Two-Way but Asymmetrical Reproductive Interference between an Invasive Veronica Species and a Native Congener


Recent studies have suggested that reproductive interference, a deleterious interspecific interaction in the mating process, plays an important role in biological invasions. In the system of plant species, however, the border with the pollen limitation has often been vague in past studies. This study, using field and laboratory experiments and field observations, examined the reproductive success of an endangered native herbaceous plant, Veronica polita lilacina, in the context of the reproductive interference by the alien congener, V. persica. The auto-pollination experiment confirmed that both species can usually produce seeds even without external conspecific pollens. Results of the artificial pollination experiment demonstrated that pollination with the heterospecific pollens significantly decreases the number of seeds in the native species, but not in the alien species. A transplant experiment revealed that the coexistence with the alien species reduced the fruiting success of the native species. Field observations have shown the interaction between two species in the native patch with only one intruding alien species. They demonstrated that native individuals placed closer to the alien individual suffered a greater decrease in fruiting success and the seed production and that the alien intruder produced no seed. These results demonstrate that species that could reproduce via the auto-pollination suffered the reproductive interference and that the native species also exert the resistive reproductive interference slightly. These interactions can explain the displacement pattern of the native species by the alien congener in Japan.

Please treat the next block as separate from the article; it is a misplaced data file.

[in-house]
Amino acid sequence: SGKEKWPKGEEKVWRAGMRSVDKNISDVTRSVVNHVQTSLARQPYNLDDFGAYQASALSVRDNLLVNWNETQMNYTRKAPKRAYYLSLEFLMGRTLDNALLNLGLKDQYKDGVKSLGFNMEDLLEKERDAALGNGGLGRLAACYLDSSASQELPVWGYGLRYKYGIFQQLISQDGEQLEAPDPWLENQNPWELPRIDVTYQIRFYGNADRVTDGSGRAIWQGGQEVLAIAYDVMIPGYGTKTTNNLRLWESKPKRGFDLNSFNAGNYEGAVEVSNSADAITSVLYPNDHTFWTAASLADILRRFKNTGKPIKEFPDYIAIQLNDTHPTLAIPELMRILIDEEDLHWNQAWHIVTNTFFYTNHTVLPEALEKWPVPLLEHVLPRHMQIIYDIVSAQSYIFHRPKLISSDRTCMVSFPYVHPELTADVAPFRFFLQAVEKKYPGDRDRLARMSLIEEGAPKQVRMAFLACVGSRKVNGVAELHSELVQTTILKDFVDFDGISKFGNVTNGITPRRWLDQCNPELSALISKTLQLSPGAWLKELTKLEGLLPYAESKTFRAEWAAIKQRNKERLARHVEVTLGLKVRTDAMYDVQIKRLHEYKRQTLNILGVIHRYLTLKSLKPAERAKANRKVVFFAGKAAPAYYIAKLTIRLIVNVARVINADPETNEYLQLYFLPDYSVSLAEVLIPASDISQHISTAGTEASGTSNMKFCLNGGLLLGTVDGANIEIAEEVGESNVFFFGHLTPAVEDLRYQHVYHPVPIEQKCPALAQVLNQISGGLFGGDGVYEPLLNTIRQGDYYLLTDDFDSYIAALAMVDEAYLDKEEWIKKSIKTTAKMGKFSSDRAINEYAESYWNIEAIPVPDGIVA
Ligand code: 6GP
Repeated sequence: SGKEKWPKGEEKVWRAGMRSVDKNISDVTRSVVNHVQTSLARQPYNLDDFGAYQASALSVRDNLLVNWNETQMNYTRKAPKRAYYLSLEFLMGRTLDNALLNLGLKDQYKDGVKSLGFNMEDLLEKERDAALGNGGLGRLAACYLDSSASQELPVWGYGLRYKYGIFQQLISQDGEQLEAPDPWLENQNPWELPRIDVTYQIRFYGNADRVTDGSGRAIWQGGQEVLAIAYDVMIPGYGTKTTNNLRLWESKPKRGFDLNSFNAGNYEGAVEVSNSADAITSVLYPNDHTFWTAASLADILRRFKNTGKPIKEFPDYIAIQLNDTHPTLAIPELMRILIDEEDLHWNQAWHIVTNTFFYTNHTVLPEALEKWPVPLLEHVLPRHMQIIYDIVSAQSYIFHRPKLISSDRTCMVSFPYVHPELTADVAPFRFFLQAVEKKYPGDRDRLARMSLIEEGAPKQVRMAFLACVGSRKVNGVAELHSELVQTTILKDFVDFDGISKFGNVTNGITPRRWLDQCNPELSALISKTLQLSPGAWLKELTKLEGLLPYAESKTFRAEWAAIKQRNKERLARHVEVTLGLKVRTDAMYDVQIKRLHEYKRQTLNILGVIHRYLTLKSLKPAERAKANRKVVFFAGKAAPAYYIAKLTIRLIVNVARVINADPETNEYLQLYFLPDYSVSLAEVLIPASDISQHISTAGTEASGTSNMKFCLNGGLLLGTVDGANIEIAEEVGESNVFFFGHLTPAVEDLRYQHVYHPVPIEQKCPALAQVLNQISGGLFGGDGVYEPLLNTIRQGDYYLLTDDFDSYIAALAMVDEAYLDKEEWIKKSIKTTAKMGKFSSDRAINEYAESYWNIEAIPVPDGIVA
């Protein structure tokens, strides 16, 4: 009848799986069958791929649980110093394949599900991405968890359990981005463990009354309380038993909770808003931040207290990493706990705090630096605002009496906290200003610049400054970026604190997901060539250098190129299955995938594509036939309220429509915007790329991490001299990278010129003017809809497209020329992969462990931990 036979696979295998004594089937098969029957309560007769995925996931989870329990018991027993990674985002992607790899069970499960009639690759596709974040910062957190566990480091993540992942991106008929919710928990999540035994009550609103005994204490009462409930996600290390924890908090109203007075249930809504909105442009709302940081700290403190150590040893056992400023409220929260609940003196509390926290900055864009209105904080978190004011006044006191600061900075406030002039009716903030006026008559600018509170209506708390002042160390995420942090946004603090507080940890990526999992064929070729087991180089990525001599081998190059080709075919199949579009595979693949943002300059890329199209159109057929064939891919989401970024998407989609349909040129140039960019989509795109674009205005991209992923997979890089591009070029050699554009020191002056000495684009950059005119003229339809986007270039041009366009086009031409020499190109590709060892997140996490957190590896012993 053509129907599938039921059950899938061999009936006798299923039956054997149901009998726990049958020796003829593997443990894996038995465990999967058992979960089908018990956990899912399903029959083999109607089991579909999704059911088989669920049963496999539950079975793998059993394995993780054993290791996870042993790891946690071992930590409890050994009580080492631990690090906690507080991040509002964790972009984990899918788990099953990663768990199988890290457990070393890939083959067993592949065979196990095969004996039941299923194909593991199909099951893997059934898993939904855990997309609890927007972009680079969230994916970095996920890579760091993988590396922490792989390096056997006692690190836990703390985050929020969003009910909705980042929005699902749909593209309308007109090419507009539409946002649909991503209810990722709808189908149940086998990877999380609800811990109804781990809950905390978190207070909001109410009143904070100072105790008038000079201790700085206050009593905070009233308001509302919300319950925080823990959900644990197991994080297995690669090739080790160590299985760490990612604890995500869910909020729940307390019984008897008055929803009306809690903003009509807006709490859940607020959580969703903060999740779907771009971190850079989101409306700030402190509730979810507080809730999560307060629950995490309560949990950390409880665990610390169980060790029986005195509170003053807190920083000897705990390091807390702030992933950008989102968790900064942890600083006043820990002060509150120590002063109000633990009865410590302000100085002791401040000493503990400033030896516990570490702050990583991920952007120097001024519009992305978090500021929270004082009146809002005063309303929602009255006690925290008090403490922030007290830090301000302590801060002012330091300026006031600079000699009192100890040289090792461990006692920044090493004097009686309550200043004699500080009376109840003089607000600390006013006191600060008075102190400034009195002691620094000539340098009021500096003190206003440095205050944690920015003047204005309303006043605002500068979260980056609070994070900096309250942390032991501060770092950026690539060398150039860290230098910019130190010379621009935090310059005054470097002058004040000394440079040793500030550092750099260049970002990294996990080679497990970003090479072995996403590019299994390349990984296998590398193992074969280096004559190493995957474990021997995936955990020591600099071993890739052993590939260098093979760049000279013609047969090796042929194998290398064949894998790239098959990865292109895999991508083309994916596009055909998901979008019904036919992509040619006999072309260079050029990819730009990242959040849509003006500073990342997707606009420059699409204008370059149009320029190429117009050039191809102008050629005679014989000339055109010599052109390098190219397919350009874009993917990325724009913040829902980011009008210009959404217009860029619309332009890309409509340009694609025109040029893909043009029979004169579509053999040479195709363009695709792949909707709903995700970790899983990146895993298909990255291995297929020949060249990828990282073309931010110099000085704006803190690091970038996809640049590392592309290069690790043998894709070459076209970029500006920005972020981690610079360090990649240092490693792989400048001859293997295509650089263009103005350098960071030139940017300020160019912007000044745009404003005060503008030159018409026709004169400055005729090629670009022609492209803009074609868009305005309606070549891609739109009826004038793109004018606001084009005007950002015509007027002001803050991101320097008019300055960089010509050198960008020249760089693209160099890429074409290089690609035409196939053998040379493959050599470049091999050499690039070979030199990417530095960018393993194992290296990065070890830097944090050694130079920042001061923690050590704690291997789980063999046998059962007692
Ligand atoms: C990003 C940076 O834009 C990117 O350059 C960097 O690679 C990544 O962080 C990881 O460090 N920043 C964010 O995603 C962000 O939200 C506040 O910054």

Share and Cite:

K. Takakura, "Two-Way but Asymmetrical Reproductive Interference between an Invasive Veronica Species and a Native Congener," American Journal of Plant Sciences, Vol. 4 No. 3, 2013, pp. 535-542. doi: 10.4236/ajps.2013.43069.

Conflicts of Interest

The authors declare no conflicts of interest.


[1] J. T. A. Dick, R. W. Elwood and D. E. Irvine, “Displacement of the Native Irish Freshwater Amphipod Gammarus duebeni by the Introduced G. pulex,” Irish Naturalists’ Journal, Vol. 23, No. 8, 1990, pp. 313-316.
[2] J. H. Hobbs, E. A. Hughes and B. H. Eichold II, “Replacement of Aedes aegypti by Aedes albopictus in Mobile, Alabama,” Journal of the American Mosquito Control Association, Vol. 7, No. 3, 1991, pp. 488-489.
[3] A. M. Hill and D. M. Lodge, “Replacement of Resident Crayfishes by an Exotic Crayfish: The Roles of Competition and Predation,” Ecological Applications, Vol. 9, No. 2, 1999, pp. 678-690. doi:10.1890/1051-0761(1999)009[0678:RORCBA]2.0.CO;2
[4] P. E. Weihe and R. K. Neely, “The Effects of Shading on Competition between Purple Loosestrife and Broad- Leaved Cattail,” Aquatic Botany, Vol. 59, No. 1-2, 1997, pp. 127-138. doi:10.1016/S0304-3770(97)00023-5
[5] D. Chmura and E. Sierka, “The Invasibility of Deciduous Forest Communities after Disturbance: A Case Study of Carex brizoides and Impatiens parvi?ora invasion,” Forest Ecology and Management, Vol. 242, No. 2-3, 2007, pp. 487- 495.
[6] M. Hejda, P. Py?ek and V. Jaro?ík, “Impact of Invasive Plants on the Species Richness, Diversity and Composition of Invaded Communities,” Journal of Ecology, Vol. 97, No. 3, 2009, pp. 393-403. doi:10.1111/j.1365-2745.2009.01480.x
[7] A. D’Amore, E. Kirby and V. Hemingway, “Reproductive Interference by an Invasive Species: An Evolutionary Trap?” Herpetological Conservation and Biology, Vol. 4, No. 3, 2009, pp. 325-330.
[8] K. I. Takakura, T. Nishida, T. Matsumoto and S. Nishida, “Alien Dandelion Reduces the Seed Set of a Native Congener through Frequency-Dependent and One-Sided Effects,” Biological Invasions, Vol. 11, No. 4, 2009, pp. 973- 981. doi:10.1007/s10530-008-9309-z
[9] K. I. Takakura and S. Fujii, “Reproductive Interference and Salinity Tolerance Differentiate Habitat Use between Two Alien Cockleburs: Xanthium occidentale and X. italicum (Compositae),” Plant Ecology, Vol. 206, No. 2, 2010, pp. 309-319. doi:10.1007/s11258-009-9644-x
[10] M. B. S. Char, “Pollen Allelopathy,” Naturwissenschaften, Vol. 64, No. 9, 1977, pp. 489-490. doi:10.1007/BF00446271